30 July 2012
Lingering along the Lot
Gillian Thornton followed the banks of the river Lot – one of southern France’s most picturesque rivers.
From my lofty lookout high above the rooftops of St Cirq-Lapopie, the Lot snaked languidly away into the distance, a blue ribbon weaving between thickly wooded slopes. I’ve always had a soft spot for this beautiful riverside community classified amongst France’s Most Beautiful Villages for its half-timbered medieval houses, Renaissance homes, hilltop churches and vestiges of an ancient castle, the latter my panoramic viewpoint on a sunny summer’s afternoon.
A real jewel of the Lot Valley, St Cirq-Lapopie is one of those enchanting places that lingers in the mind long after the suitcases have been emptied and put away. But travel along the valley and you’ll enjoy a whole host of experiences to re-live and share over and over again; and all so easily accessible – just head due south from Brittany, cross the Dordogne and you’re there.
The Lot’s journey begins more than 1200 meters above sea level on the slopes of Mont Lozère, meandering westwards for 500 dramatic kilometres through a striking mix of landscapes: the high plateaux of the Aubrac, the dense forests of the Margeride, steep limestone gorges, and fertile farmland covered in vineyards and orchards.
Along the way it crosses the regions of Languedoc-Roussillon, Auvergne, the Midi-Pyrénées and on into Aquitaine. The river ends at Aiguillon where it joins the mighty Garonne after passing through the départements of Lozère, Cantal, Aveyron, Lot and Lot-et-Garonne.
The Lot Valley – something for everyone
Whatever your taste in holidays, you’ll almost certainly find it in the Lot Valley.
The river is navigable for around 150km, mostly through the départements of Lot and Lot-et-Garonne, including the section beneath my lookout at St Cirq-Lapopie. Departing from Cahors or Bouzies, you can enjoy a cruise excursion with commentary, or pilot your own boat for a leisurely few days.
If you prefer pedal power, hire a bike and take the path beside the river, or book a cycling package that includes themed trails and accommodation. For walkers too the Lot Valley presents some of the most scenic and historic trails in southern France.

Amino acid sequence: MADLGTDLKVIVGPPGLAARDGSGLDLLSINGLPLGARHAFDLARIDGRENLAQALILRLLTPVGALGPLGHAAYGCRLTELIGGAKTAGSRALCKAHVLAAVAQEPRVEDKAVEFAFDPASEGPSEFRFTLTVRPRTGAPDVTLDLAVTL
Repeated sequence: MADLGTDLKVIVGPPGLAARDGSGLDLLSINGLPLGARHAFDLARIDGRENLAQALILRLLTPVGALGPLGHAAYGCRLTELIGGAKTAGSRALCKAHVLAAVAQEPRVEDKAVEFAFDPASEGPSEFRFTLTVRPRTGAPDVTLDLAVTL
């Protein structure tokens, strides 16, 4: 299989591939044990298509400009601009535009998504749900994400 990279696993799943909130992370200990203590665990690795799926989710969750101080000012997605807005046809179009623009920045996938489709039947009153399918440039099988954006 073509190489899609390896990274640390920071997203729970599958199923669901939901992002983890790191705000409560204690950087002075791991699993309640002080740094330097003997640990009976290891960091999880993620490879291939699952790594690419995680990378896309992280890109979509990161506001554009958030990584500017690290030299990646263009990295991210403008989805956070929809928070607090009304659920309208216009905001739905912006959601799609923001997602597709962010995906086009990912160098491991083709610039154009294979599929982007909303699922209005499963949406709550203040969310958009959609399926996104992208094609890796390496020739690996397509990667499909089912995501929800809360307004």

Peaks and pilgrims
The source of the Lot, on the slopes of Mont Lozère, is close to Bleymard – a village visited by Robert Louis Stevenson and mentioned in Travels with a Donkey in the Cévennes, one of his earliest works, published in 1879.
This sparsely populated and wildly beautiful area is famous for its myths and legends, including that of the Beast of Gévaudan, a giant wolf which terrorized villagers in the 18th century. But don’t let such a tale prevent you from visiting the Gévaudan Wolf Park at Sainte Lucie near Marvejols.
Travelling west, the Lot passes through Mende, capital of the Gévaudan in the Middle Ages and now county town of the Lozère département. See its magnificent cathedral, narrow cobbled streets and pretty riverside houses.
From here the river crosses the departmental border into Aveyron, skirting the southern fringes of the Aubrac Plateau, where honey-coloured cows with soulful eyes outlined in black graze summer pastures strewn with flowers. Stop off at Laguiole, home of the world-famous knives. Then drop down into the Pays d’Olt and discover traditional villages such as Saint-Eulalie d’Olt and Saint-Côme d’Olt, rich in medieval streets and buildings.
This is pilgrim country – an extremely picturesque section of the UNESCO-classified Compostelle trails where long-distance walkers carry a symbolic shell on their backpacks. For information on shorter local circuits, ask at any Tourist Office.
At Entraygues, the Lot is joined from the north by the Truyère (known for its dramatic gorges), each river spanned by a medieval bridge. From here on, the Lot becomes navigable by gabarre – traditional flat-bottomed boats once used to transport commercial goods towards the Atlantic ports.
West of Entraygues, the river flows across the south of Cantal through the Châtaigneraie, a protected area of chestnut woods, dotted with pretty villages such as Marcolès and Montsalvy. A detour to the county town of Saint-Flour will be well rewarded: Gothic cathedral, Renaissance courtyards, buildings of Auvergne lava, and deeply relaxing wellbeing treatments at Chaudes-Aigues – at 82º Europe’s hottest natural springs.